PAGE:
On the flow over high-rise building for wind energy harvesting: an experimental investigation of wind speed and surface pressure

Hassan Hemida, Anina Šarkić Glumac*, Giulio Vita, Kristina Kostadinović Vranešević, Rüdiger Höffer

*Corresponding author for this work

Research output: Contribution to journalArticlepeer-review

3 Citations (Scopus)
103 Downloads (Pure)


The human migration from rural to urban areas has triggered a chain reaction causing the spiking energy demand of cities worldwide. High-rise buildings filling the urban skyline could potentially provide a means to improve the penetration of renewable wind energy by installing wind turbines at their rooftop. However, the above roof flow region has not received much attention and most results deal with low-rise buildings. This study investigates the flow pattern above the roof of a high-rise building by analysing velocity and pressure measurements performed in an atmospheric boundary layer wind tunnel, including four wind directions and two different roof shapes. Comparison of the surface pressure patterns on the flat roof with available low-rise building studies shows that the surface pressure contours are consistent for a given wind direction. At 0° wind direction, a separation bubble is detected, while cone vortices dominate at 30° and 45°. The determining factor for the installation of small wind turbines is the vicinity to the roof. Thus, 45° wind direction shows to be the most desirable angle by bringing the substantial amplification of wind and keeping the turbulence intensity low. Decking the roof creates favourable characteristics by overcoming the sensitivity to the wind direction while preserving the speed-up effect.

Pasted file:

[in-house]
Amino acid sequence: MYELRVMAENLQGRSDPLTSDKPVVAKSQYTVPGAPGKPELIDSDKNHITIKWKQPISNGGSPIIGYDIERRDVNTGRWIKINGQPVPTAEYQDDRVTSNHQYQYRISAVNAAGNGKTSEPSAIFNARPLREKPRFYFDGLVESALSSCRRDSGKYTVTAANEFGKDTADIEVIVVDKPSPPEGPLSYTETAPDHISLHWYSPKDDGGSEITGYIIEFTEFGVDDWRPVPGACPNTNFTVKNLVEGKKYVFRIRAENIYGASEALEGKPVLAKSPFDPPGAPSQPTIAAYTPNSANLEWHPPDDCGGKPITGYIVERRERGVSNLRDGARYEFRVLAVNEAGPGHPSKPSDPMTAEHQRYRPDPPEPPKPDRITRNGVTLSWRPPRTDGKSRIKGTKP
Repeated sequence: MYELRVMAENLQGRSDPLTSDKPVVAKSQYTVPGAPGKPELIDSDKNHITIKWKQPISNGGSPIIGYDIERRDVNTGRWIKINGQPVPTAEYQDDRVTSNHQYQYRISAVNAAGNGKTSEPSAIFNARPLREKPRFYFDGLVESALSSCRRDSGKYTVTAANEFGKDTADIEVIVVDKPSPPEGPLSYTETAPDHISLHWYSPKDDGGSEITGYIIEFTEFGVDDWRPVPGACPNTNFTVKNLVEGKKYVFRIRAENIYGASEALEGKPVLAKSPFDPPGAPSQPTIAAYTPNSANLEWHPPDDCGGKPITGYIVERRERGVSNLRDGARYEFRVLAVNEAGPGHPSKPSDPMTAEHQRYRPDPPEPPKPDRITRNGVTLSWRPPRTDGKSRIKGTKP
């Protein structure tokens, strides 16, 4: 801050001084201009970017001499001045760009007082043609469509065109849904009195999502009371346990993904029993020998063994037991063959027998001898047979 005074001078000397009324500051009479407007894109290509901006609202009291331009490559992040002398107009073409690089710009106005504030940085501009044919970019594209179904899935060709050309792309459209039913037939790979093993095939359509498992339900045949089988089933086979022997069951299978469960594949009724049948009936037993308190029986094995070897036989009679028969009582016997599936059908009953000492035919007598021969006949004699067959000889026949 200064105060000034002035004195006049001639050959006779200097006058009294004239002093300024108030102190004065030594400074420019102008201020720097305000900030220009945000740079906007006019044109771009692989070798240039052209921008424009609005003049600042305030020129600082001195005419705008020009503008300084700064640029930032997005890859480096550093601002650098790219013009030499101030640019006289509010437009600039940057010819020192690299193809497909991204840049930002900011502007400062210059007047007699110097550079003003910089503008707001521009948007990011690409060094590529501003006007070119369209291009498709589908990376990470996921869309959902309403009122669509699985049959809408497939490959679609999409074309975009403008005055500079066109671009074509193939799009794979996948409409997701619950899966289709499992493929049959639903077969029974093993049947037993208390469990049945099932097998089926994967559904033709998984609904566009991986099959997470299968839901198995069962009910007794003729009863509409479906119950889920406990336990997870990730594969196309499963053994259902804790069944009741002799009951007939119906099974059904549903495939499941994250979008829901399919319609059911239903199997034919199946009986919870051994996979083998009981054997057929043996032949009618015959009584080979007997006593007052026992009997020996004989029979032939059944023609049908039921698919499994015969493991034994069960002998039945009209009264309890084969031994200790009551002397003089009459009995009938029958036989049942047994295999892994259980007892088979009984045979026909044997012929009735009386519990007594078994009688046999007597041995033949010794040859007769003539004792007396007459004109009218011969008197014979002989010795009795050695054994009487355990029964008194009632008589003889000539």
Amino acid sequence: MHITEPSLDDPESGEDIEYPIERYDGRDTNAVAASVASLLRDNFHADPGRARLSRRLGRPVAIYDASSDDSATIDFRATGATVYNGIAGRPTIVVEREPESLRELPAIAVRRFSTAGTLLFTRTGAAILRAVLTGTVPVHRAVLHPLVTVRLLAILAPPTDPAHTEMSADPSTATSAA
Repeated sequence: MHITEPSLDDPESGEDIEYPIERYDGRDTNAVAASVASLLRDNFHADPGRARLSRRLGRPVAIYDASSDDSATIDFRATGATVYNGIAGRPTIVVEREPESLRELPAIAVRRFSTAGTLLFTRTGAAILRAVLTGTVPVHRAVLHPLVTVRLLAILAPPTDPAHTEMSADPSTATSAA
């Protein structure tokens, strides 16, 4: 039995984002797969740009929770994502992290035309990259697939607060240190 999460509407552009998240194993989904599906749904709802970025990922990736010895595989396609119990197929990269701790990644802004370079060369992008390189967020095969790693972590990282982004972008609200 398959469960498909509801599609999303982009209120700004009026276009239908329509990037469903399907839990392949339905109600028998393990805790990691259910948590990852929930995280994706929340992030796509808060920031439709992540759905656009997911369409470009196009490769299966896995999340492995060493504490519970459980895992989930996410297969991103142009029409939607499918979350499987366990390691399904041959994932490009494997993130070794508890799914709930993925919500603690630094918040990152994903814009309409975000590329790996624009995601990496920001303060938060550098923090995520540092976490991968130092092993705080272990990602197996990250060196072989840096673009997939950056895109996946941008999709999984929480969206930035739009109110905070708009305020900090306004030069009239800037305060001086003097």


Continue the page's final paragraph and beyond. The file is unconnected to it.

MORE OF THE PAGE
Original languageEnglish
Article number5283
Number of pages22
JournalApplied Sciences (Switzerland)
Issue number15
Publication statusPublished - 30 Jul 2020

Bibliographical note

Funding Information:
This research was funded by the COST Action TU1804 WINERCOST-"Wind Energy to enhance the concept of Smart cities" through a Short Term Scientific Mission to conduct the experiments. Further, this work was supported by the Luxembourg National Research Fund (FNR) under project reference C19/SR/13639741. The support of the European Commission's Framework Program "Horizon 2020" through the Marie Sklodowska-Curie Innovative Training Networks (ITN) "AEOLUS4FUTURE-Efficient harvesting of the wind energy" (H2020-MSCA-ITN-2014: Grant agreement no. 643167) is also acknowledged. The time and support received at the Ruhr-University Bochum by the Christian Neuhaus, Cornelia Kalender, Ulf Winkelmann are also acknowledged.

Publisher Copyright:
© 2020 by the authors.


  • Pressure measurements
  • Urban wind energy harvesting
  • Velocity measurements
  • Wind tunnel experiments

ASJC Scopus subject areas

  • Materials Science(all)
  • Instrumentation
  • Engineering(all)
  • Process Chemistry and Technology
  • Computer Science Applications
  • Fluid Flow and Transfer Processes


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